Tabletalk Devotions with R.C. Sproul - Friday, November 29, 2013
The Rock Fails His Master
Apparently, one reason Caiaphas and the other priests and elders become incensed during the trial of Jesus is His pledge that even they will one day recognize Him, whom they now deny, as Messiah. This seems to be one of our Lord’s points in Matthew 26:64. His promise that the Sanhedrin will see Him on the clouds likely alludes to several things, including Jerusalem’s destruction in AD 70 and Jesus’ being seated at the right hand of the Father (the session of Christ). Moreover, Daniel 7:13–14, wherein the Son of Man judges creation, is clearly being echoed. Jesus is saying that the Jewish leaders who judge Him will one day be judged by Him. They cannot take this role reversal, and so they spit on Him at the close of their trial (Matt. 26:67–68).
As the trial of our Savior winds down, the “trial” of another is beginning. Peter’s actions at this moment are under Matthew’s spotlight in today’s passage, and we note that he, unlike the rest of the disciples, at least has continued to follow the Lord at a distance (vv. 56, 58). Matthew Henry notes that this does not bode well for the one whom Jesus once called His rock (16:13–20): “To follow [Christ] afar off, is by little and little to go back from him.” Peter’s hearing before the servants in the courtyard manifests the truth of this observation.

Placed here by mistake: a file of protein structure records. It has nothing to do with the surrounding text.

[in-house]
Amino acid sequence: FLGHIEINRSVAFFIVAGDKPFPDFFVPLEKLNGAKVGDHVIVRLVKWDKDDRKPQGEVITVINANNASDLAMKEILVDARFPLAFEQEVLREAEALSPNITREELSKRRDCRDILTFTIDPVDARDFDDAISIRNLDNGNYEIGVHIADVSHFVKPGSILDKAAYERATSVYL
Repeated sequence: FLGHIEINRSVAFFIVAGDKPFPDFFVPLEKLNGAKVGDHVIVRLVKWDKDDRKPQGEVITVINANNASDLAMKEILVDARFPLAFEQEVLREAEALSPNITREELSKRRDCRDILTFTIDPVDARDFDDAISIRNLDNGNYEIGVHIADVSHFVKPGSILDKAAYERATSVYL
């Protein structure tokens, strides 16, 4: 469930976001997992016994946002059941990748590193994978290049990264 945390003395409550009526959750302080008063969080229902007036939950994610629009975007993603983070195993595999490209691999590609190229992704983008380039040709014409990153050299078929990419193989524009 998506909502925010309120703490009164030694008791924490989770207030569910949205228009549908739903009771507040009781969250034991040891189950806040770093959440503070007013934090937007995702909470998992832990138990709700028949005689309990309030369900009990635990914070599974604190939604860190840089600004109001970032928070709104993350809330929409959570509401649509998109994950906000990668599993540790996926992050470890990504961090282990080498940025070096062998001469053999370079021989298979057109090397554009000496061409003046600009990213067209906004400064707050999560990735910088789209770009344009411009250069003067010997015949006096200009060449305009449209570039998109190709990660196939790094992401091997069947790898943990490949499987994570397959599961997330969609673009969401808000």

Peter faces the testimony of three observers just like Jesus did (Caiaphas, two witnesses; vv. 57–64, 69–74), but that is where the similarity of the two trials ends. Christ continues to affirm the truth throughout His hearing before powerful and influential men; Peter denies it before female servants, people of low status in that culture. Ultimately, Peter fulfills Jesus’ prediction and denies his Lord three times because he has relied on his own power, not on the Spirit of God, proving, John Calvin says, that any man “who is not supported by the hand of God, will instantly fall by a slight gale or the rustling of a falling leaf.”
Yet hope remains for Peter. Though he has sinned greatly, his tears (v. 75) and later restoration (John 21:15–19) show a repentant heart. No matter the depth of our sin, while we draw breath it is never too late to return to the Lord. He mercifully forgives all, without exception, who mourn their transgressions.
Coram deo: Living before the face of God
John Calvin says Peter’s rash vow to remain with the Lord (Matt. 26:33) and subsequent failure encourage us not to rely on our own weakness, but to earnestly rely on the Spirit. It is easy to say that we will never deny the Lord. But our flesh is weak, and we should not think ourselves strong apart from the strength He alone can give us. We have all denied Him in some way; let us therefore lean on His Spirit that we may never do so again.
For further study:
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